By Lance McCarthy
Last week I promised some answers about fixing foundation problems. Well…I’m back with those answers. We were talking about failed fixes that many foundation repair companies use, and why they usually don’t work–because they are usually trying to fix a symptom instead of fixing the actual problem. This reminds me of an inside joke my wife and I used to have when the kids were really young. If we were asleep in bed and heard one of the kids start to cry, the conversation would go, “……the baby is crying….” long pause “…..can you take care of it?…..” long pause “….sure, I’ll turn up the fan….” If any of you readers don’t do well with dark humor that involves babies, I can assure you that we never let our children cry without soothing them…or fed them anything with sugar in it before they were 5…or let them play games on our phone in the grocery store to get them to be good…or did any of those other things that really bad parents do.
Back to the crying baby and the fan. The reason it is funny is that it doesn’t really solve the problem. It just helps me not worry about the real problem any more. Just like with foundations. Many times, when a foundation starts showing problems, a company will rush in and charge a lot of money–all to fix a symptom.
If a foundation is cracking, heaving, bowing or leaking, there is a very good chance it is water related. Water is a foundation’s worst enemy, and it gets you coming and going. In the really wet seasons, if the water collects in the soil around a foundation, it causes the soil to get extremely heavy and expand. This puts tremendous pressure against the foundation.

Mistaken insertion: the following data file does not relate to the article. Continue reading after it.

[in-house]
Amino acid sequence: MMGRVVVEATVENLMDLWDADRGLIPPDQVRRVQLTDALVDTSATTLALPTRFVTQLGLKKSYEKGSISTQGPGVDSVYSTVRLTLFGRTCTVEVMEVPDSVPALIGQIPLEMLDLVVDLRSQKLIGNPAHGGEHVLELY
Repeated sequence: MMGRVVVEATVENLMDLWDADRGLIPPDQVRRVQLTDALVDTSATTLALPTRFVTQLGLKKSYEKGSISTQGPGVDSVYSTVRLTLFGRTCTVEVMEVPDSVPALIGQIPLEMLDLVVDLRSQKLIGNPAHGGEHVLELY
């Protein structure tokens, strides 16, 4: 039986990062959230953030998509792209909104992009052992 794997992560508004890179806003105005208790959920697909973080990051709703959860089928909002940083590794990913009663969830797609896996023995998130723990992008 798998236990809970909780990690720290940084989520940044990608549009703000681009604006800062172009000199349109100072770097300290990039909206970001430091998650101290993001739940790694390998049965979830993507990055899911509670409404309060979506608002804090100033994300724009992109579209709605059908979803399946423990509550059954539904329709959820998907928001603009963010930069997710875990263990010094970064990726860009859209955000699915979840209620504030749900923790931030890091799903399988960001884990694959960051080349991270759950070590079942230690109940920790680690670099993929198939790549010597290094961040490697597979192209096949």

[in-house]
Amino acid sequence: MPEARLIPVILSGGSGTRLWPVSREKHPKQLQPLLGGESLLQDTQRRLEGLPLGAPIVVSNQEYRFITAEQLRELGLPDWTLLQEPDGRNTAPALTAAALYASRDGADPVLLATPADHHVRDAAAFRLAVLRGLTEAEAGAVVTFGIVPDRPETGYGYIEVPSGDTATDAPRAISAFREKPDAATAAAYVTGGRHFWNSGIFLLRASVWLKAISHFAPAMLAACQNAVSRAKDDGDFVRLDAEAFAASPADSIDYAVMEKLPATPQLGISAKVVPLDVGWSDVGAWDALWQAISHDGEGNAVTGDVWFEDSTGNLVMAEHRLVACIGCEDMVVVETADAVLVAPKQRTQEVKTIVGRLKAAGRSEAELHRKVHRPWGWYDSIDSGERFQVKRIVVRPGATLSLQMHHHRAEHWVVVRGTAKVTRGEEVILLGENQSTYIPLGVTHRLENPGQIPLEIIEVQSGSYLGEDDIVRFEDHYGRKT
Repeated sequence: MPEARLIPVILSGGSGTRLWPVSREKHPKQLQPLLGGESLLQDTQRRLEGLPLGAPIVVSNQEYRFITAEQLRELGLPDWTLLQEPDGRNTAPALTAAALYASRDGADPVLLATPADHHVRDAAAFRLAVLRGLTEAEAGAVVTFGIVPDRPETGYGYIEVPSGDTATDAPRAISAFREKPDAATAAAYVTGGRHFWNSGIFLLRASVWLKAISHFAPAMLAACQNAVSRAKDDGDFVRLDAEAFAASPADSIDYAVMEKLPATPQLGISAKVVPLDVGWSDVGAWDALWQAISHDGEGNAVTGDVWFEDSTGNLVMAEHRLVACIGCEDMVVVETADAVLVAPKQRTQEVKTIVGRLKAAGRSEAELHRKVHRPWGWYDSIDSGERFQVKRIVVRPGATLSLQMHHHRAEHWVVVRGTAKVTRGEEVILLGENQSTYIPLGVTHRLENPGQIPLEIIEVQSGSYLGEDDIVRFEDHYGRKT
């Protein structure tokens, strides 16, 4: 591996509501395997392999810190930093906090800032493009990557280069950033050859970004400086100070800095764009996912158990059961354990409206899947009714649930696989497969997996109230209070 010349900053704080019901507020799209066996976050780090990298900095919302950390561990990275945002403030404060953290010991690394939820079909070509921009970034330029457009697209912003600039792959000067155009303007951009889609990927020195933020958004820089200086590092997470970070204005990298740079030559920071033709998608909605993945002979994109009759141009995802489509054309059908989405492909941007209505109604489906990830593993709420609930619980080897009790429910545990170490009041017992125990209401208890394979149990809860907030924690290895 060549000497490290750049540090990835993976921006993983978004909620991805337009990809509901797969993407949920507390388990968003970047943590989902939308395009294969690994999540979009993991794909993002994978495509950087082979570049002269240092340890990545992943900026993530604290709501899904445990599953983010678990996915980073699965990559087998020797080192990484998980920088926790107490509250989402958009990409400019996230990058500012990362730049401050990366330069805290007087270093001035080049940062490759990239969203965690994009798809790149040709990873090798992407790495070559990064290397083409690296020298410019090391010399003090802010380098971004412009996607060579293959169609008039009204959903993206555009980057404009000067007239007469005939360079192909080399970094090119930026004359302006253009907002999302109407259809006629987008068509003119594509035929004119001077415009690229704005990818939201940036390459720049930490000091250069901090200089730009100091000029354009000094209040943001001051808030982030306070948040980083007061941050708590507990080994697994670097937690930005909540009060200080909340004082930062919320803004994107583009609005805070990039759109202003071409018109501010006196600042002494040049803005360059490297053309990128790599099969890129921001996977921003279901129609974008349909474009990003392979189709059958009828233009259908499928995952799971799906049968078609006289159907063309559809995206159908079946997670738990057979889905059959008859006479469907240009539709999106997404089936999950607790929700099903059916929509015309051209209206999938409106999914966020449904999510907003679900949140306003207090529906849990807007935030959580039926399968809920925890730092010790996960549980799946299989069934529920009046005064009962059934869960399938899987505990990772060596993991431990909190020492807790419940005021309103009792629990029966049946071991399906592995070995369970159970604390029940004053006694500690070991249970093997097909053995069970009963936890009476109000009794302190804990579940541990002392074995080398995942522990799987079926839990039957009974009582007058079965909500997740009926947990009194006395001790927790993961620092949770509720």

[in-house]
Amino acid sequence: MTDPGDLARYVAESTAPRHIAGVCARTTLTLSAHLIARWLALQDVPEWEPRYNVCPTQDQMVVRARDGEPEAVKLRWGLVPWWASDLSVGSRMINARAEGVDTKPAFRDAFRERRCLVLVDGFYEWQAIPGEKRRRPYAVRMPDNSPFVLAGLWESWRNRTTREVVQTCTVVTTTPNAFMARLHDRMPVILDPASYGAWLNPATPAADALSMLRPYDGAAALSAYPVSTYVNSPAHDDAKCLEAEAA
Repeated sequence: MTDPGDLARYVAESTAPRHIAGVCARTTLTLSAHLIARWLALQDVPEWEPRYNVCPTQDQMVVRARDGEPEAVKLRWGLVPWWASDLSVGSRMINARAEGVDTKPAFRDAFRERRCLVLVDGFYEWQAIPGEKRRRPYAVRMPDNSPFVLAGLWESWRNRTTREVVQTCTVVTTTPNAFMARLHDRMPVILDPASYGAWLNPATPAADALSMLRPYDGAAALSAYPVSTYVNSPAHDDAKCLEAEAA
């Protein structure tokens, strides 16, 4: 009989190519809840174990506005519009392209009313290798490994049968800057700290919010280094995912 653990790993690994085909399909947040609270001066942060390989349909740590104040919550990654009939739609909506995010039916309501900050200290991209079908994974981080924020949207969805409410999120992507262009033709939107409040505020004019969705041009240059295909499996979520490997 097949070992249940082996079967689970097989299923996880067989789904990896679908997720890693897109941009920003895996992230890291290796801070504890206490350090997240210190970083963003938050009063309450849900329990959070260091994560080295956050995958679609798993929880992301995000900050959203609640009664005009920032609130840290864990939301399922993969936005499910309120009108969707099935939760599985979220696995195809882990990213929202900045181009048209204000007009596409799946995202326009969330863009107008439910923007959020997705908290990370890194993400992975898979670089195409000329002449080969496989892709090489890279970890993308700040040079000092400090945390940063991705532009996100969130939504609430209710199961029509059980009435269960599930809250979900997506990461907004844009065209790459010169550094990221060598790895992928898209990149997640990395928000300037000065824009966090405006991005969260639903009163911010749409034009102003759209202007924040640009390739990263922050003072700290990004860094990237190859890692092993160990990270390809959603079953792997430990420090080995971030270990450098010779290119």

Then during the dry seasons (remember the bad one in 2012?) the opposite happens and the soils shrink and move away from the foundation. All this expansion and contraction pounds your foundation like Thor’s hammer with anger issues. It’s no surprise we see so many foundations with cracks and bows.
So how can you tell? Here are some tell-tale clues I want you to look for that will point to the real problem:
- Black vertical streaks on the outside of your gutters are a sign they are overflowing and aren’t moving the water where they should.
- A narrow trench in the soil below the gutters will confirm this problem, and prove that the water from the roof is ending up right outside your foundation.
- Low spots in the ground or areas without grass are signs of areas where puddling near the house is happening. This is worst at the corners.
- Downspouts that aren’t connected to the drains mean the water is coming out and ending up right by the foundation.
- Concrete slabs that are tilted back towards the house contribute to this problem too.
The good news? This is all usually easy to fix.
First, ask a structural engineer that is NOT connected to a foundation company to come review the issue. You want someone who is not incentivized to find a certain type of problem that their company sells a solution for.
- Add topsoil around the house so that the ground slopes away from the house 8” in the first 8’
- Clean the gutters at least twice a year to keep them clear and working
- Increase the size of the downpouts (and gutters) if necessary to make sure all the water from the roof ends up away from the house
- Ready for the crazy one? Water your foundation during the dry season! Not really your foundation, but the ground around the house…so it doesn’t shrink too much and settle. About 2” a week should do the trick.
All in all, we are usually talking about a few thousand dollars (max) to solve the true problem instead of tens of thousands to solve symptoms. Makes me think twice about those times I turned the fan up when the baby cried…allegedly.